Leaving What And Who We Love
“When you are sorrowful, look again in your heart, and you shall see that in truth you are weeping for that which has been your delight.”
– Kahlil Gibran
Have you ever been on a vacation and you loved wherever you were so much that you didn’t want to leave? That happened to me last week when I was on the island of Eleuthera in the Bahamas. The beaches were some of the most beautiful I have ever seen on this planet of ours…clear turquoise waters with pale pink sand.
Most days, I had the entire beach to myself. I’d just float in the water, letting the sea soothe my rather weary soul. It feels as if I’ve cried an ocean of tears this past year…that’s the way some years roll, I guess 🙁
But I am very glad I had the intuitive wisdom to rest up in Eleuthera, for there was more sadness ahead.
December 3rd would’ve been my Mom’s 89th birthday. A few years ago, my family took her on a cruise to Alaska and we had an absolute riot! But when the time came for us to leave, she was bawling her eyes out behind her big white sunglasses. I asked her what the heck was wrong.
“I don’t want to leave!” she cried. “I’ve had so much fun that I don’t want the holiday to end. I don’t want it to be over.”
At the time, I didn’t get it. I mean, she loved her life back home…why wouldn’t she want the cruise to end?
But then last week, when the time came for me to leave Eleuthera and fly back to my hometown of Calgary for another farewell to a much-loved family member, I got it alright. As I swam for the last time in the ocean, I realized I did NOT want to leave. I didn’t want the holiday to end. And I certainly didn’t want to leave my peaceful little paradise to return to the cold, harsh reality of yet another death in the family.
But then, after a good cry in my cute little condo, it hit me: maybe that’s what dying is like, too? I mean, it must so difficult for a soul to leave the body, for they are not only leaving their life behind but all their loved ones, home and cherished belongings as well. Just as the living find it heart-wrenchingly difficult to say goodbye to the dying, so too must it be incredibly tough for the dying to leave all that they love.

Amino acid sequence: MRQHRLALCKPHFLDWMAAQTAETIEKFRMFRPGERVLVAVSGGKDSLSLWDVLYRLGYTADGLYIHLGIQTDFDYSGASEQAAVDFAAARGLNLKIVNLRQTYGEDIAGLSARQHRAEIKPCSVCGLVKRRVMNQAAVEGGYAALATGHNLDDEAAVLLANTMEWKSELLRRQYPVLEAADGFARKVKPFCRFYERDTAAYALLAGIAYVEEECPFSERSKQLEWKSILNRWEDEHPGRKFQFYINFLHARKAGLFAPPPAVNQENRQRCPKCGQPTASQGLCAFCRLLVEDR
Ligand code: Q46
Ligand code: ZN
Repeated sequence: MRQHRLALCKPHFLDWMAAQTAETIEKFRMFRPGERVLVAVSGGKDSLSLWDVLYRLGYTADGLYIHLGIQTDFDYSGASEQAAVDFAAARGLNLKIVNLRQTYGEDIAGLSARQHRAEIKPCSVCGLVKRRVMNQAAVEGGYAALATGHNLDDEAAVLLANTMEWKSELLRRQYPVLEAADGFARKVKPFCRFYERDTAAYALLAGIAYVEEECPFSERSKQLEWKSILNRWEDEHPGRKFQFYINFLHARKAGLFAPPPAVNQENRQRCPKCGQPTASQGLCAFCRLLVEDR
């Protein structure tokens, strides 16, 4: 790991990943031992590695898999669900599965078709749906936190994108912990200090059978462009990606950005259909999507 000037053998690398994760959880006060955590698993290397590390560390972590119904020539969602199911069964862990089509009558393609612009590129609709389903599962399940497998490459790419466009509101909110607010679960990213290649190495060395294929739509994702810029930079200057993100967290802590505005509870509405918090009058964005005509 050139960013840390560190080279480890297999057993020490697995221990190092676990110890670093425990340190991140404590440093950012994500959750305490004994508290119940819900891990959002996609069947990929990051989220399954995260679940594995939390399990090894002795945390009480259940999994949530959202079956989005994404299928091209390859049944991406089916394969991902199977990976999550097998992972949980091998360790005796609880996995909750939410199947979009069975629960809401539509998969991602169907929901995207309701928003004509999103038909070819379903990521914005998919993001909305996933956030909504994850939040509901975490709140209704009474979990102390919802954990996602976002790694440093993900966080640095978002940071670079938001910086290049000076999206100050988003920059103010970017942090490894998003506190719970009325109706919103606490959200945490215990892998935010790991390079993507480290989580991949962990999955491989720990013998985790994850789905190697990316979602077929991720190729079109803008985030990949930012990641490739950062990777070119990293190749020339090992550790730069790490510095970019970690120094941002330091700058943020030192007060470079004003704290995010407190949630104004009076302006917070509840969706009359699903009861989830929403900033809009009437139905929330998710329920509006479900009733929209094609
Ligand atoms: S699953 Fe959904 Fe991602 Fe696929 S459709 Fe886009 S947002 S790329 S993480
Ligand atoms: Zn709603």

When I arrived in Calgary, Stacey (the sister of my husband, John, who passed away 14 years ago) picked me up at the airport and took me to the hospital to see their Mom (“Mrs P”), who was in a coma. After dealing with lymphoma for 9 years, her body had finally had enough and she’d lost consciousness a few days earlier. The medical staff were keeping her comfortable as her body shut down. This meant that Stacey, her brother, Pete, and all their family and friends had been able to say goodbye.
I spent that night in hospital, holding Mrs P’s hand, talking to her and carefully listening for any changes in her breathing. She was on the homestretch but nobody knew exactly when she was going to reach the finish line. The next day, there was a small group of us by her side the entire day. We cried and talked, shared stories and laughed over funny memories – for there are so many.
Then, after the busyness of the day had ended and there were only a few of us left in the room, Mrs P took her final few breathes. Her passing was peaceful, graceful and courageous…just like her.
I think she knew she had to leave and she’d accepted that – but I don’t think she wanted to. Thankfully, she was able to spend her last day with people she loved – and who loved her – very much. One last family get-together, complete with yummy food, to send her on her way.
When my own Mom died in March, we didn’t get the chance to say goodbye, or hold her hand as she passed away, because she died so suddenly. I know my Mom didn’t want to leave either. Her body was giving out but her spirit – her love of life – was as strong as ever. And I don’t think that ever dies.
In contrast, when my beloved old dog, Soda, died in May, I was right there on the floor of the vet clinic with her when she took her final breath. I held her fluffy little white paw as she passed away and although hers was also a peaceful passing, I know for a fact that if she’d had any say in the matter, she wouldn’t have left either. But we all have to go – and I suppose the best we can hope for is a peaceful parting after a life well lived.
For despite the heartache and the tears, the sickness and the sorrow, this life is beautiful indeed. Perhaps one of the greatest lessons death can teach us is that our time here is finite, so it’s in our best interest to laugh more than we cry – even in our grief. For as Kahlil Gibran so wisely observed: “When you are sorrowful, look again in your heart, and you shall see that in truth you are weeping for that which has been your delight.”
Maryanne Pope is the CEO of Pink Gazelle Productions and Chair of the John Petropoulos Memorial Fund. She is the author of A Widow’s Awakening, the playwright of Saviour and the executive producer of the documentary, Whatever Floats Your Boat…Perspectives on Motherhood. If you would like to receive Maryanne’s weekly blog, please sign up here.